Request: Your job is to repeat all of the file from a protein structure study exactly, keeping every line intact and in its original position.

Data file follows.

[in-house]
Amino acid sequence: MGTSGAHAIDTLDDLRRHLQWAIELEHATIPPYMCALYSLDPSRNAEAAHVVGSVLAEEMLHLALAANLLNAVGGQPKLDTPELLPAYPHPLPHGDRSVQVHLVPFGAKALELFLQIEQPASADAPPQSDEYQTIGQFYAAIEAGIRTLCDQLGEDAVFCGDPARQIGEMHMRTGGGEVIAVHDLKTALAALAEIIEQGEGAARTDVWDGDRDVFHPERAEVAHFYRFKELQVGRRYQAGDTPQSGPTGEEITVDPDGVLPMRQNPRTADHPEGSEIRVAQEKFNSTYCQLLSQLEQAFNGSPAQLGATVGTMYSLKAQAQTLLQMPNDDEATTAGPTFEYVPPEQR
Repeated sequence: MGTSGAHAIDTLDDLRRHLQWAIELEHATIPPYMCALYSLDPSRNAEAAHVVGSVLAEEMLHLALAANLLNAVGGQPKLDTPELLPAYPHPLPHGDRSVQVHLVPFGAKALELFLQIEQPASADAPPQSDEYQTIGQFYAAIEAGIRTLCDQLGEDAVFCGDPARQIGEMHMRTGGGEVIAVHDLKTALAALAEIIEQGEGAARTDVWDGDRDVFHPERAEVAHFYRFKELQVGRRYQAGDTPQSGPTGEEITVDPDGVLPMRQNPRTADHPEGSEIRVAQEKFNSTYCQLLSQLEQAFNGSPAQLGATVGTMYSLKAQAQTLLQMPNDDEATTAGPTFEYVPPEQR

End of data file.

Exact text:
[in-house]
Amino acid sequence: MGTSGAHAIDTLDDLRRHLQWAIELEHATIPPYMCALYSLDPSRNAEAAHVVGSVLAEEMLHLALAANLLNAVGGQPKLDTPELLPAYPHPLPHGDRSVQVHLVPFGAKALELFLQIEQPASADAPPQSDEYQTIGQFYAAIEAGIRTLCDQLGEDAVFCGDPARQIGEMHMRTGGGEVIAVHDLKTALAALAEIIEQGEGAARTDVWDGDRDVFHPERAEVAHFYRFKELQVGRRYQAGDTPQSGPTGEEITVDPDGVLPMRQNPRTADHPEGSEIRVAQEKFNSTYCQLLSQLEQAFNGSPAQLGATVGTMYSLKAQAQTLLQMPNDDEATTAGPTFEYVPPEQR
Repeated sequence: MGTSGAHAIDTLDDLRRHLQWAIELEHATIPPYMCALYSLDPSRNAEAAHVVGSVLAEEMLHLALAANLLNAVGGQPKLDTPELLPAYPHPLPHGDRSVQVHLVPFGAKALELFLQIEQPASADAPPQSDEYQTIGQFYAAIEAGIRTLCDQLGEDAVFCGDPARQIGEMHMRTGGGEVIAVHDLKTALAALAEIIEQGEGAARTDVWDGDRDVFHPERAEVAHFYRFKELQVGRRYQAGDTPQSGPTGEEITVDPDGVLPMRQNPRTADHPEGSEIRVAQEKFNSTYCQLLSQLEQAFNGSPAQLGATVGTMYSLKAQAQTLLQMPNDDEATTAGPTFEYVPPEQR